Aimed at preventing terrorists from coming to the UK posing as students, the points based system has been criticised by a new report for delaying and even refusing genuine students a UK visa.
International students contribute £8.5 billion a year to the UK economy and the failings of the points based system could hurt Britain dearly, with tens of thousands of students put off the application process, according to the research. The report goes on to claim that it is the errors and obstructive behaviour of immigration officers themselves which is creating this problem.
The report presents direct evidence of immigration officials – working in embassies and high commissions worldwide – failing to properly understand the new rules and refusing student visas for genuine students wanting to come to the UK. It is as a direct experience of this obstructive behaviour by officials that genuine students have been put off from applying for a UK student visa and coming to study.
And the problem of refusing genuine students from getting their visa for the UK could hit Universities hardest; overseas fees represent 8% of UK universities’ income. Refusing genuine student visas for the UK could threaten the financial health of Britain’s tertiary education sector and even threaten Britain’s international reputation for excellence.
The study questioned 2,777 UK student visa applicants between July and September, finding that 40% had experienced serious “errors or obstructions”, putting them off studying in the UK altogether. Worryingly, 10% of respondents were refused a visa at the first application, but granted on their second points based system application.
Problems encountered include being refused a visa for stating your nationality as “Nigeria” and not “Nigerian”; passports lost by staff or sent to the wrong address; and the wrong nationality stamped on forms. With these kind of fundamental errors in the points based system, it is no surprise the Government recently admitted that in the past six months alone, 23,000 international students have had to apply two or three times to be granted their visa. This is clearly a huge cost and inconvenience for genuine students as well as undermining the UK’s reputation for education and teaching.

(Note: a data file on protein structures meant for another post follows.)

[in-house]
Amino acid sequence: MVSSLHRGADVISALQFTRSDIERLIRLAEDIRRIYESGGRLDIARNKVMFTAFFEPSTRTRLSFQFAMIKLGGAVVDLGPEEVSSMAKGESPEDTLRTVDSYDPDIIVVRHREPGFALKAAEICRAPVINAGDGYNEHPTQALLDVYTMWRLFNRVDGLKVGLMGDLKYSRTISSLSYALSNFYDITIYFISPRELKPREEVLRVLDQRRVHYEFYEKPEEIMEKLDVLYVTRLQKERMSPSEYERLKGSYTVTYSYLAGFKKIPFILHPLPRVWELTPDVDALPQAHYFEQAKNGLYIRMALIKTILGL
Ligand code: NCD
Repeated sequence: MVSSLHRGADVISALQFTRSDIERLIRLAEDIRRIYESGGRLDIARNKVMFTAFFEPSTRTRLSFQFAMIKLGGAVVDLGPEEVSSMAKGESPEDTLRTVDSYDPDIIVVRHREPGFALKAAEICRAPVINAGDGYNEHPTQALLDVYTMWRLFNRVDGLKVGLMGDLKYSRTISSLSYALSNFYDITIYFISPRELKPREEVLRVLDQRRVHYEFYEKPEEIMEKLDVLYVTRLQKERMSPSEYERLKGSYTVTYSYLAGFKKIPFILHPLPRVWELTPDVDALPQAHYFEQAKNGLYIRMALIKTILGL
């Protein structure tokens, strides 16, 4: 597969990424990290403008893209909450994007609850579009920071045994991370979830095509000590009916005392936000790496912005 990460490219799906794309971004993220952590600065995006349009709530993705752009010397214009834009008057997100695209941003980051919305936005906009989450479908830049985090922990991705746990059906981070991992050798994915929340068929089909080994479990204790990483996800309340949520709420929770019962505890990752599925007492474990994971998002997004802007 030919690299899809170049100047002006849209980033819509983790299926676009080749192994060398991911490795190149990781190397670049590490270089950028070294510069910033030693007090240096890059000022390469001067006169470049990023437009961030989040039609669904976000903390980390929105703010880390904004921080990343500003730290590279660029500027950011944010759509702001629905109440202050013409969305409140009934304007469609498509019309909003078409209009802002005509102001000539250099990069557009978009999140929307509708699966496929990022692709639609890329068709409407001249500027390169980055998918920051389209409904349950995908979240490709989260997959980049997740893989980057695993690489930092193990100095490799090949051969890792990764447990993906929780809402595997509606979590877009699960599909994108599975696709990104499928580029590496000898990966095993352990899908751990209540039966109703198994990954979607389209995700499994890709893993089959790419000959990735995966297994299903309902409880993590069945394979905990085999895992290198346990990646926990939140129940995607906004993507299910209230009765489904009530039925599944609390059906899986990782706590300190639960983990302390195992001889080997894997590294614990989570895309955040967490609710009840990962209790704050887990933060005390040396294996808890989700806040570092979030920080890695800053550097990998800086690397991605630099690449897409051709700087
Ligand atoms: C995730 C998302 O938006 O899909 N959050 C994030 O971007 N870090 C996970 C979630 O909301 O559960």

The cost of one, let alone two or three UK student visa applications is a real turn-off to students considering studying in the UK. Two years ago, a student visa for the UK cost £99 whereas today there has been a 47% increase to £145. In fact, 17% of all students even pay a further £200 to ensure that their paperwork is in order. Fundamentally and at the heart of these problems in the student points based system process, 59% of students questioned found difficulty with the applications forms and guidance notes provided.
One student quoted in the study said: “Nearly everyone got rejected the first time because we did not choose the correct drop-down box in the online application form.” Another said: “I had my bank statements all translated into English, but two words were not translated and they forced me to spend another £60 to re-translate the whole document.”
A further 49% of students had trouble showing that they had the required maintenance funds available, although when applying for UK student visas, you are allowed to show the required funds are available to your parents or a relative under the points based system.
However, one student in the report said: “I come from a working-class family in the United States. The need to demonstrate the total funding for the year all at once was an enormous hardship and required my parents to empty out a retirement savings fund.”
Despite all these problems, it does appear that the majority of students are being persistent and remaining patient, the study concludes. But these difficulties have already impacted on the education sector, with 24% of universities missing their international student targets for 2009.
The UK Border Agency’s response to the report was pretty typical: “Whilst there will always be people who will try to abuse our immigration rules, we have robust systems in place to ensure that only those students who are genuinely coming to the UK to study can do so. The points-based system ensures that only those colleges and schools who provide quality education and take responsibility for their students are licensed to bring in foreign students.”